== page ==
By Kelsey Banas
The Meridian Times
Capital Area Transportation Authority continues its efforts in redeveloping its No. 1 bus route to the Bus Rapid Transit, which will be expected to start around 2016.
Plans have been slowed for about 3 months because it is in an environmental assessment phase, which calls for additional studies and requires public hearings.
The route runs from Meridian Mall in Okemos to the Michigan Capitol in Lansing. The changes will include an addition of lanes for buses only. The plan is to have either a curbside or center-running bus service.
“There is concern for the buses not being able to transition from one lane to the next if it were to be curbside. We are wanting a consistent pattern,” said Mark Kieselbach, director of community planning and development of Meridian Township.
In addition, the new buses would have a control switch to change a stoplight so it will remain green while the bus passes through an intersection.
There is a proposal to have pay stations instead of regular bus stops either at the Meridian Mall or Meijer where you can pay for your bus ride before the bus arrives which shortens loading time, said Kieselbach.
Public forums have given citizens a platform to voice their concerns and inputs about the new project. To get residents in communities surrounded by the Bus Rapid Transit more involved, CATA provided a website, http://cata-brt.org/public-participation/, for public participation.
“The BRT is proposed to be a community driven project and we are listening to the communities wants,” said Laurie Robison, director of marketing for CATA, in a phone interview. “Seen through the public forums and the website, people are very excited about the BRT.”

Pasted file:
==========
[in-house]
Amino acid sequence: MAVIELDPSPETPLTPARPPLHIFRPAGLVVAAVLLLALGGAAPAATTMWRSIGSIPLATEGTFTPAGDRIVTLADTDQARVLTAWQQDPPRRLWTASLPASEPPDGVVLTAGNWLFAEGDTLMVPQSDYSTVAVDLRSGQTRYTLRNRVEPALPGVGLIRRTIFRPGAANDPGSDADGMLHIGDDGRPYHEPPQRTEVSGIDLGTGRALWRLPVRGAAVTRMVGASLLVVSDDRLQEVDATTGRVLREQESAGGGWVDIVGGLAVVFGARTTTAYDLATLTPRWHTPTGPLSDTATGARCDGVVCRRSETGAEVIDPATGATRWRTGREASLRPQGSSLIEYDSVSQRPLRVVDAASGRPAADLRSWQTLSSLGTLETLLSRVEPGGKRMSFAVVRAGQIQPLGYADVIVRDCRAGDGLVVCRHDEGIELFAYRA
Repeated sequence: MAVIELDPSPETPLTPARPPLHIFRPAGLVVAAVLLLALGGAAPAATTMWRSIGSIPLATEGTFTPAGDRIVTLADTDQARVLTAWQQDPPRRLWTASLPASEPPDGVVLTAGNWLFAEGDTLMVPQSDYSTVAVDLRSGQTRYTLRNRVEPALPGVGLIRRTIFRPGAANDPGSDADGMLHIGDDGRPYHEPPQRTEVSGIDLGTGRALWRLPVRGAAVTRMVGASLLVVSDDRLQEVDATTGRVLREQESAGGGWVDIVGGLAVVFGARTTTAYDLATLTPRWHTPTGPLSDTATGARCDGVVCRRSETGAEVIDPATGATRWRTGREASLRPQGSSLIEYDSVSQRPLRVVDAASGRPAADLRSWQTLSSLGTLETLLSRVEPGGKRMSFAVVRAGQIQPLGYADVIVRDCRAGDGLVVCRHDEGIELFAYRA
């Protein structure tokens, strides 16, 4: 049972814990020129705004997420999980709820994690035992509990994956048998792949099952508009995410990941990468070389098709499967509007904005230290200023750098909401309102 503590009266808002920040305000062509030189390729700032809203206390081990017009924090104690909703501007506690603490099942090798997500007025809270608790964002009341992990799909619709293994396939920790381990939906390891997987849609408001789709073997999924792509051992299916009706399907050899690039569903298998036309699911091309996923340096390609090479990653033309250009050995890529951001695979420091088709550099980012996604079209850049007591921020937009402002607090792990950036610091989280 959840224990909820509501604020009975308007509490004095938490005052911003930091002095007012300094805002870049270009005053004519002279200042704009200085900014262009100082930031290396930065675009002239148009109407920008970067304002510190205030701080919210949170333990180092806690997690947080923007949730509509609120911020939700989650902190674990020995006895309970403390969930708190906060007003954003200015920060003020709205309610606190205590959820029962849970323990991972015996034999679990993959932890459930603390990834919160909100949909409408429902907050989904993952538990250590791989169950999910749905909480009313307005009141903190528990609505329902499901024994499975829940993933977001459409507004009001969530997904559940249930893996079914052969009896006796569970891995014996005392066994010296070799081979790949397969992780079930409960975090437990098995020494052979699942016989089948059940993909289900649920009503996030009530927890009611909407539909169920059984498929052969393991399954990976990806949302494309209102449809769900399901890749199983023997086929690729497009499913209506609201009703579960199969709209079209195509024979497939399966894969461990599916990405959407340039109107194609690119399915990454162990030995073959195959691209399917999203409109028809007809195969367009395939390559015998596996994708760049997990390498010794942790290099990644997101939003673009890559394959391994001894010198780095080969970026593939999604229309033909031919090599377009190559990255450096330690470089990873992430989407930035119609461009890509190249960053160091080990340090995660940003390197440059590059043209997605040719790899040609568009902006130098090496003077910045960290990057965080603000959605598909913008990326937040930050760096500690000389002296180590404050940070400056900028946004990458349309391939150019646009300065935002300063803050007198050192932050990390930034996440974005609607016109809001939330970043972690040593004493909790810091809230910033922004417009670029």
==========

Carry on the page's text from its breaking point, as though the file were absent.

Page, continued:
The Bus Rapid Transit is a bus system similar to what CATA provides now but has modifications, many of which were suggested through public forums and the BRT website, to shorten bus route times.
“The BRT will be beneficial because it will create more ridership and interest to be on the bus. There will be a shortening of time to get from Meridian Mall to the Capitol and back,” said Kieselbach. “BRT will contribute an economic impact and an increasing amount of residence around the BRT corridor.”
“I use the No. 1 bus for my internship at the Capital,” said Chris Wolfenbarger, junior student at Michigan State University. “I think this lane would be more effective because it would down a lot of time traveling between the Capital and East Lansing.”
Wolfenbarger said he thinks the plan could encourage more people to take the bus that would make both cities more eco-friendly. Plus, those every day drivers would be saving money and time.
With the new bus plan, CATA would have to replace all buses on the No.1 route in order to accommodate new platforms at stations. Instead of having riders step up onto the bus the platforms would be level with the bus making it is more easily accessible.
“It really is all about economic development and transforming our region into a corridor that is attractive to new businesses and new jobs,” said Robison. “Research shows that businesses want to be near transits.”
The plan will need a new rearrangement of bus stops with the No.1 stopping already at four major stops: the Capitol, the hospital, Michigan State University and Meridian Mall.
“One idea is to buy new and bigger buses where the rider can bring the bicycle with them onto the bus instead of having to take time and put it on the front of the bus. This will be a more efficient way of shortening time and it is a nicer ride all the way around,” said Kieselbach.
Having dedicated public transportation lanes will reduce congestion in roadways along the Grand River and Michigan Avenue corridors which is one of the biggest concerns for many, said Robison.
For now, CATA will continue providing its regular services with its routes.